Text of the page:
Celebrity chef and Flavortown monarch Guy Fieri loves Baltimore, so his own restaurant here was no surprise. We took seats at the bar, which established its casualness by partially overlapping into the casino floor. It can feel like a sit-down restaurant if you go inside, or a place for a quick burger break in between slot pulls if you do not. It helps give the impression that Horseshoe flows fluidly from bar to restaurant to casino and back. (An exception is the fancier eatery Jack Binion's Steak, which we skipped because this was not that type of trip.)
The most memorable drink of the night came from here — the Monkey Wrench ($12). We worried it would be too sweet with its Wild Turkey bourbon, lemon juice and maple syrup, but the clever use of cayenne pepper cut through the layers of sugar nicely. We left, but not before a shot of frozen Fireball ($8), displayed in a fake block of ice, that was refreshingly cold and poured to the shooter's brim.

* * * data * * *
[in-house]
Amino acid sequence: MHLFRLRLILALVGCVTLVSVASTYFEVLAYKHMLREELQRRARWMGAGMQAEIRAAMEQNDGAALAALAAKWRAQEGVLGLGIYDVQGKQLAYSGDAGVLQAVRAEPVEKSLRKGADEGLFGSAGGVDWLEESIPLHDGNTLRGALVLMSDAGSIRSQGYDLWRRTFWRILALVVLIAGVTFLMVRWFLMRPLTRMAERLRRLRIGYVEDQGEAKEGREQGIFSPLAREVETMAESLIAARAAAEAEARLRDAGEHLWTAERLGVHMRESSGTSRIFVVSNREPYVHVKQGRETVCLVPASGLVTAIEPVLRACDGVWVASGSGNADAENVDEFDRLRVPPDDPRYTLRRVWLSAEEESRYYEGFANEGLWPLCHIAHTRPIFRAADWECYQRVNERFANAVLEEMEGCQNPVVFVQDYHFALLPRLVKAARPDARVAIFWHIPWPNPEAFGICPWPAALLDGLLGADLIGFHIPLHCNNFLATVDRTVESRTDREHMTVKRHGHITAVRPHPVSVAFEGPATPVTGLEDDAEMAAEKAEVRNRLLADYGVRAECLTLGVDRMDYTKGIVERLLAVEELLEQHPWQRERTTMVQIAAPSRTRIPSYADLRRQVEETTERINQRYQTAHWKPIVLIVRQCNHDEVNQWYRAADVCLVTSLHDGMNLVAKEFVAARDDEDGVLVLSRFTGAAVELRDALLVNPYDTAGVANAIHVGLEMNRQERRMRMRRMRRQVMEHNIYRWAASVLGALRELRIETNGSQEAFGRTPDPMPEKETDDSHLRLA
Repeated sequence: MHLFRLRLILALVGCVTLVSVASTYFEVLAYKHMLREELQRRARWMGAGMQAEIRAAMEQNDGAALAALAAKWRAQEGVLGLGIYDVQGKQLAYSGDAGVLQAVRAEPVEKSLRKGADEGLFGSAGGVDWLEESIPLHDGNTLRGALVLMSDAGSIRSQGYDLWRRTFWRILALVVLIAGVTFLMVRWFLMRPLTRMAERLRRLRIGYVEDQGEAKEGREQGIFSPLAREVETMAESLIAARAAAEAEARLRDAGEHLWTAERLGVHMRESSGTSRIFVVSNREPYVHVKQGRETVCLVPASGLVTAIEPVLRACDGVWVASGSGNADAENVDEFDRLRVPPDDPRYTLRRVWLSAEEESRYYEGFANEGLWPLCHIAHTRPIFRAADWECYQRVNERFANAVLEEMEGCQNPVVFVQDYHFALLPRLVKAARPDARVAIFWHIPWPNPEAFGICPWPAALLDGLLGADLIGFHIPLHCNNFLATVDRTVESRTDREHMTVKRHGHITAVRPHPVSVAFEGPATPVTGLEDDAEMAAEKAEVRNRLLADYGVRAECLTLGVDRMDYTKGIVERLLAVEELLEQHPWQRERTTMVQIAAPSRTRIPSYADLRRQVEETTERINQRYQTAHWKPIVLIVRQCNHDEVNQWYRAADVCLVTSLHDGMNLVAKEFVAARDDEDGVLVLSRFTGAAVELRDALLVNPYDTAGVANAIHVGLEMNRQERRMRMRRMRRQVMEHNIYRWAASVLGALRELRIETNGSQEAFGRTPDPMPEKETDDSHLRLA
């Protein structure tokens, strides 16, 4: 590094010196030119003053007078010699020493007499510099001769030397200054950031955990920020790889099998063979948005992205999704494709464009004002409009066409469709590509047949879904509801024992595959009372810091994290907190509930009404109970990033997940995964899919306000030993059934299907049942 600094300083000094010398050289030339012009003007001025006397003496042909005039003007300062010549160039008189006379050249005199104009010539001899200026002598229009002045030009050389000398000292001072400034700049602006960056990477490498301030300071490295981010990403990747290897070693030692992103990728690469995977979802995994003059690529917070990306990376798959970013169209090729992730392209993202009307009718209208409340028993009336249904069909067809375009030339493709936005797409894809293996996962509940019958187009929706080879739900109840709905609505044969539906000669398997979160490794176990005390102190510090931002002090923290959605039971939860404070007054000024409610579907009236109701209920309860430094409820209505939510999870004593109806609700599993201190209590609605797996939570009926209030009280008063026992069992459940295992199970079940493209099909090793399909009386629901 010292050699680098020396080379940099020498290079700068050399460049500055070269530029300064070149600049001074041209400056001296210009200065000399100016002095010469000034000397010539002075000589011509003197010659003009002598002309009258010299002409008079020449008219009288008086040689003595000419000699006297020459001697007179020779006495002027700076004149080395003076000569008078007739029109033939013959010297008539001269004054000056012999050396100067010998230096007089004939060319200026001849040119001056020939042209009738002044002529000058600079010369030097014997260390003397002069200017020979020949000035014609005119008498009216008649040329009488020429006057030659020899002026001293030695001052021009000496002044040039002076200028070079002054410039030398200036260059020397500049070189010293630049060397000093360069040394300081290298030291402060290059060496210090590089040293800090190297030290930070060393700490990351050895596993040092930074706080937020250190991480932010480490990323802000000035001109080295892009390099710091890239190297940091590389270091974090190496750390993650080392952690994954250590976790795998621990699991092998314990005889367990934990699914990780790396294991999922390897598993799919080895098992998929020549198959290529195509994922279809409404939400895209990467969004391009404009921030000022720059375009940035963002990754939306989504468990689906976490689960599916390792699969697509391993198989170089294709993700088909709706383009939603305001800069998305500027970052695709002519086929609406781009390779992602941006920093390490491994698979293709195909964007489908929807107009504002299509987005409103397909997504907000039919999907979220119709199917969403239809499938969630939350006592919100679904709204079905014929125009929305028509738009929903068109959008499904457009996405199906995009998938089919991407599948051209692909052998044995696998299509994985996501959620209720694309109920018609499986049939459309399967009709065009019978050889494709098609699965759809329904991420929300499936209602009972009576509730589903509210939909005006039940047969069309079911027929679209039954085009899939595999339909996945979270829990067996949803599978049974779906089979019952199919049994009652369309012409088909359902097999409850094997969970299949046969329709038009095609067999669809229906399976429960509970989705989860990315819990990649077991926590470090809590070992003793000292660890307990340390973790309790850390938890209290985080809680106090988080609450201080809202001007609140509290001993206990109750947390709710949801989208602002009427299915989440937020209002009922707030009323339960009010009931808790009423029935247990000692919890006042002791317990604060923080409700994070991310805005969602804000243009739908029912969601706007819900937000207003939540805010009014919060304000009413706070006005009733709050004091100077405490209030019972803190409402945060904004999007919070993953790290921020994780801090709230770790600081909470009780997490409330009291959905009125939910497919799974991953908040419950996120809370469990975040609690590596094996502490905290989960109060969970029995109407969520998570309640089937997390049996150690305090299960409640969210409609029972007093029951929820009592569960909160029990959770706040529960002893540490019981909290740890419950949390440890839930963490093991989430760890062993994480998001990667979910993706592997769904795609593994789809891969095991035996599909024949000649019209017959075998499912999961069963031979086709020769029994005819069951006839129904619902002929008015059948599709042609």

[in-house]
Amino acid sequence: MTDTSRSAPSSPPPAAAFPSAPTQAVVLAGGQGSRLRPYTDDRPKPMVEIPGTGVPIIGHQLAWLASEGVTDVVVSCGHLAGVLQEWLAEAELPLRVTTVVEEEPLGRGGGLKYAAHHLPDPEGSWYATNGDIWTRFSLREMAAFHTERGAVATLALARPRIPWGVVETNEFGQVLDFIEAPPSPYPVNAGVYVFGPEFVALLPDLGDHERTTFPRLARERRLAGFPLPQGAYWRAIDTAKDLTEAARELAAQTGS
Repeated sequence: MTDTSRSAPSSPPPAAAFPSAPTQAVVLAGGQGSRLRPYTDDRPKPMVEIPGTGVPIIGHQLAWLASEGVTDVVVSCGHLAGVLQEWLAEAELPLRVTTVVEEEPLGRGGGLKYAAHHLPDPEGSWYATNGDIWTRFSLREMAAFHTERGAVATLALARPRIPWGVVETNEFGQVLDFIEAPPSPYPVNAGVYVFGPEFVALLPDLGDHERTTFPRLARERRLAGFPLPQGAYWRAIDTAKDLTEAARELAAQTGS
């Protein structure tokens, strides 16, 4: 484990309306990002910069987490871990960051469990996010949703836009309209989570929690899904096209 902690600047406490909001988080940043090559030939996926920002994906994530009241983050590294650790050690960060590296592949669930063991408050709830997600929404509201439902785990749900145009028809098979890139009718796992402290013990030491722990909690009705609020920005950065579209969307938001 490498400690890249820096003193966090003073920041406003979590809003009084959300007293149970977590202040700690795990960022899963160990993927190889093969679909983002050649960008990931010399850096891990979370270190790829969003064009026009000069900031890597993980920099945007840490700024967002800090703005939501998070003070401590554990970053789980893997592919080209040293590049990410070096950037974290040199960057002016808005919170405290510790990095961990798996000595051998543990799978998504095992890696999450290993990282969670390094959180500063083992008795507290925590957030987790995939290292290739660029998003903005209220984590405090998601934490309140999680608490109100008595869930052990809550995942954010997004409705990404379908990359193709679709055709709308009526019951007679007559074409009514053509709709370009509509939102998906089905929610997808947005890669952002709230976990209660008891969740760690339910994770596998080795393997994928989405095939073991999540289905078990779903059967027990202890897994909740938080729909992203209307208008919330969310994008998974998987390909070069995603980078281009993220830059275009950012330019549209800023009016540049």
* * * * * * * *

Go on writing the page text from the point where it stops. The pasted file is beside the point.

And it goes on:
Johnny Sanchez (443-931-4575; 5-11 p.m. Monday-Friday; 11 a.m.-11 p.m. Saturday-Sunday)
The hype around Johnny Sanchez was based on its high-profile collaborators, chefs John Besh and Aaron Sanchez. While I've heard good things about the food, we were there to bar-crawl, and the low-lit Johnny Sanchez was the sleepiest of the bunch. Patrons quietly ate and looked at their phones while a DJ played dance music to an empty floor. Live music was coming later, but we were not willing to wait. (Isn't relocating on a whim the true beauty of a bar crawl?) With that said, the colorful, Mexican-inspired mural on the right wall and eye-catching light fixtures above the rectangular bar left an impression.
Twisted Yard Bar